Top Gun (1986): a recap (part 2 of 3)

Or maybe they’re doing interpretive dance; I can’t quite tell.

Top Gun training is halfway over, and Iceman is in the lead for the Top Gun Trophy, with Maverick in second place. On their next combat test, Maverick’s hopes to move up are dashed when he finds out he’s up against Top Gun Instructor Viper. They’re supposed to be protecting some guy named Hollywood, but Maverick insists on going off course to take out Viper.

Maverick matches Viper move for move, but realizes too late that Viper’s wingman, Jester, has caught them from behind. Maverick and Goose lose the fight, much to their disappointment. In the locker room, Iceman tells Maverick that he’s too reckless and too individualistic to be a great fighter pilot.

Maverick and Charlie then join Goose, his wife Meg Ryan, and their son for lunch.

Top Gun (1986): a recap (part 2 of 3)

As Maverick and Goose play around on the diner’s piano (why does a diner have a piano, anyway?), Meg Ryan tells Charlie that Maverick is in love with her. “I should know, I’ve been in over a dozen rom-coms,” she says.

Part 3 of this recap coming soon!

Susan Velazquez

Susan is a recent college grad and writer who enjoys all things from the 1980s, snarking on dumb television, and reveling in celebrity gossip. Oh, and she has serious interests like reading historical fiction, getting involved in social issues, and consuming French fries.

Multi-Part Article: Top Gun: a recap

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  • Dex_Meridian

    Wow, when it’s outlined like this, I finally realize how much the romance in this movie totally stops the training plot cold.
    Also, personally, I’ve always found that sex scene (and the one upcoming after the diner) to be so absurdly bombastic. The overcooked lighting and music ranks this somewhere in between the on-screen sex depicted in the “hallelujah” scene from Watchmen and Tommy Wiseau’s butt gyrations in The Room.

  • Gallen Dugall

    “Since this is a movie, she unleashes a few quips in his direction rather than a gallon of pepper spray.”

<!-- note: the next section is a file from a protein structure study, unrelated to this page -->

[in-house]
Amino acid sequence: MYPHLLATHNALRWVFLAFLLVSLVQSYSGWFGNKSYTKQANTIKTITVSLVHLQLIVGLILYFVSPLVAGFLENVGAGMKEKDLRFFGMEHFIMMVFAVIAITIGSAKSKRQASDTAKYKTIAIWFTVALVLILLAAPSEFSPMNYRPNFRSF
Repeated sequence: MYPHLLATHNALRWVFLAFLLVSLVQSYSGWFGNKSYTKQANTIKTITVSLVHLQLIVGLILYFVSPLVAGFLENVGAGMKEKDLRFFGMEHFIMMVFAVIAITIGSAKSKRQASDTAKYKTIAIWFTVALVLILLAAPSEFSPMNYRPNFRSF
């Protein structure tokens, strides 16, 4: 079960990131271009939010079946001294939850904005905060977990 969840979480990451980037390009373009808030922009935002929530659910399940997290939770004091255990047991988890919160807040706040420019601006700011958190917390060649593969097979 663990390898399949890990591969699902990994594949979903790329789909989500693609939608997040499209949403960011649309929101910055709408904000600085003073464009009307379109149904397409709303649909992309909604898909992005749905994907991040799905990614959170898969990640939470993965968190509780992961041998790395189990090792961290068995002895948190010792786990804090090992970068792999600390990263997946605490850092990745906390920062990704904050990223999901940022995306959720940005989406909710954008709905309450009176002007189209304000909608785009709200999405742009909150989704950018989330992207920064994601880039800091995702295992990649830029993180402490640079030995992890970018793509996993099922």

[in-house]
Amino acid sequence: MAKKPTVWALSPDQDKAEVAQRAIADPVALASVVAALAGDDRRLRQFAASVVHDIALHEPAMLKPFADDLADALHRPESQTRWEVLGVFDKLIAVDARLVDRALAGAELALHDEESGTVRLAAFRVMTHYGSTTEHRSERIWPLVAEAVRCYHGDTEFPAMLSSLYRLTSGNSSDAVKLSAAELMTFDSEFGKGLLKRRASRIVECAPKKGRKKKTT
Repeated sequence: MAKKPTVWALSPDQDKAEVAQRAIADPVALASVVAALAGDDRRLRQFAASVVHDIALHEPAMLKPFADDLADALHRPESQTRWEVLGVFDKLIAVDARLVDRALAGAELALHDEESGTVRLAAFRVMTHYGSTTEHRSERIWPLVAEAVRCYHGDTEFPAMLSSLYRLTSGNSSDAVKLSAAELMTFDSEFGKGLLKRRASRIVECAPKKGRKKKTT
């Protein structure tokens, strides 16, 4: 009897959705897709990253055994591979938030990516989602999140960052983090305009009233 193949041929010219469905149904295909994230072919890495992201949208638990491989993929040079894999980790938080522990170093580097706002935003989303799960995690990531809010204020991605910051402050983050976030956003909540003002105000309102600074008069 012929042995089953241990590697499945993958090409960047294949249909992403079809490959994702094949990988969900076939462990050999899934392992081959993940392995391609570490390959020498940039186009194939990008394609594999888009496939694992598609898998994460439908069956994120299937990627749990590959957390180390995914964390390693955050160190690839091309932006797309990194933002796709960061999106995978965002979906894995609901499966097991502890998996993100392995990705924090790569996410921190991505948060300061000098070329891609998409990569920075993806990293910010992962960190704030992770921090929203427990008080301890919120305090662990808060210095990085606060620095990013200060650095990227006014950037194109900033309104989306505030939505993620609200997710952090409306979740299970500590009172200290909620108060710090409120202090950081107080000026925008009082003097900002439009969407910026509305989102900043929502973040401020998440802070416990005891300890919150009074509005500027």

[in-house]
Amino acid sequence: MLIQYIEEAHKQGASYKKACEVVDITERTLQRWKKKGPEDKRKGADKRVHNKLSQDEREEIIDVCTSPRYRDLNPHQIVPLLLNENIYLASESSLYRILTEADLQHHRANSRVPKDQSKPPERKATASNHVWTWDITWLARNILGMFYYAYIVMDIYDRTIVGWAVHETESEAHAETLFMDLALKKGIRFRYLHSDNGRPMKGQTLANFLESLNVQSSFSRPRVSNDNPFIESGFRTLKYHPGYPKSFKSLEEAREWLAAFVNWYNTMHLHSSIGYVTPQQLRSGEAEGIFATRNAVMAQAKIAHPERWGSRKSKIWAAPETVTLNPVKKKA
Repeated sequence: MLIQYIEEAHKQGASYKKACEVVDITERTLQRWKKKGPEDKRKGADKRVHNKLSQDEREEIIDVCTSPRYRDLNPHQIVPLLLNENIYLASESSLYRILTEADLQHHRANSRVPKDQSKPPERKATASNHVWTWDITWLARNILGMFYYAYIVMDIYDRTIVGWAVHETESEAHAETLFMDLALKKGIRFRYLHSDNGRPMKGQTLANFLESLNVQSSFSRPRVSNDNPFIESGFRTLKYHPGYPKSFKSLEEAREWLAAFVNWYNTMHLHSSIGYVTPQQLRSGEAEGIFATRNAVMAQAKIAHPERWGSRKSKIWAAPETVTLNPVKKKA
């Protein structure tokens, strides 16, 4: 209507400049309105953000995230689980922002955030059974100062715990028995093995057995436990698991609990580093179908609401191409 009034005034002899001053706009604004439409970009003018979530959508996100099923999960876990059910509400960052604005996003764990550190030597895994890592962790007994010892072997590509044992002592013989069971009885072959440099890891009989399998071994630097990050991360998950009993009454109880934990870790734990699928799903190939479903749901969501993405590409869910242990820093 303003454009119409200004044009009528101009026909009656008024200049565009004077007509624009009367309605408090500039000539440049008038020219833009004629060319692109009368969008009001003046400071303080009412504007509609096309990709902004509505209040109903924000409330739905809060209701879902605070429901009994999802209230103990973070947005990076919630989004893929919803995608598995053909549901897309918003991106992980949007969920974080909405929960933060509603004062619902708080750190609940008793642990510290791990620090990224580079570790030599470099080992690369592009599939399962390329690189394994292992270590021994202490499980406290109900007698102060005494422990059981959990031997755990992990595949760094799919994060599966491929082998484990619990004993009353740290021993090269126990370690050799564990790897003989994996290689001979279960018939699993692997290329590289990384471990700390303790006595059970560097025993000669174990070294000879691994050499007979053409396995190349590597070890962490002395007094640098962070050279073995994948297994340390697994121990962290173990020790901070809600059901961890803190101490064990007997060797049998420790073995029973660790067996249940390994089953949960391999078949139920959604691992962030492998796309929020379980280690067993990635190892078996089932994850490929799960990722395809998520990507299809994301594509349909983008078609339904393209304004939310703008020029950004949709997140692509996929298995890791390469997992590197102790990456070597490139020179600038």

And that’s why we don’t need bathroom legislation.
    “I really don’t understand the aviation aspects of this movie”
    Don’t worry, neither does the movie.
    “the Navy wrote it off as a pilot error, because that’s the sort of thing that happened all the time in the Cold War”
    Actually during the Cold War they would write losses during covert ops off as “training accident”
    “Pilot error” was the phrase they used for both “catastrophic design flaw” to save the manufacturer from getting sued, and actual pilot error.

  • ussafs3

    It’s true at Top Gun there’s no trophy for second place. There’s also no trophy for FIRST place. The real TOPGUN (one word) is not a competition for title “best of the best.” Its function is to teach advanced aerial combat techniques to top pilots, who in turn then go back to their squadrons and pass on what they learned to their squadron mates. Maverick NEVER would have been selected if for no other reason his whole “Lone Wolf McQuade” act makes him a poor candidate to teach anything to anybody. And after his ass was grounded for the FIRST “flyby” he would have been re-earning his carrier qualifications, not running off to school. After the second, his ass would have been out of TOPGUN and probably out of naval aviation.

    Somebody could write a book on all the continuity errors, procedural errors, factual errors, and just bullshit in this movie, i.e. F-14 radar scopes don’t have a rotating sweep trace, the radar is in the nose and only looks forward in about a 30 degree sweep; the “hard deck” for their first hop is 10,000 feet and they show the planes flying about 50 feet off the ground: back then TOPGUN trained over the Imperial Valley, which is at sea level; Goose gets killed hitting the canopy while ejecting: The ejection seat has a headrest higher than your head in case the canopy doesn’t eject, so you can eject THROUGH IT, and the canopy would have been a mile or so behind them when they actually ejected.

    True or not, back in the 80s rumor was the whole love story was tacked on because the studio execs thought the movie was the most homoerotic thing ever made by a major studio. Regardless it sure FEELS tacked on. Another rumor was the romance was added so women would have a reason to go see the movie. If seeing Tom Cruise and more oiled-up beefcake outside a Chippendale’s didn’t entice the female element, seeing The Cruiser sex up the mom from “Witness” sure wasn’t going to do it. Regardless, both times I sat through this in a theater full of sailors, when Charlie gives her “I’ve fallen for you” speech, the entire audience said “oh, puh-leez!” Yes I hate this movie, not because it’s so schmaltzy, but because it gets nearly every technical detail wrong.

    • Dex_Meridian

      Yes, thank you! For years I’ve been laughing at Goose’s death, and people watching with me have probably thought I was a psychopath. But I was laughing at the idea that his ejection seat somehow propelled him upward into the canopy at a velocity faster than that of the supersonic jet fighter’s path (however wonky that flat spin would have been).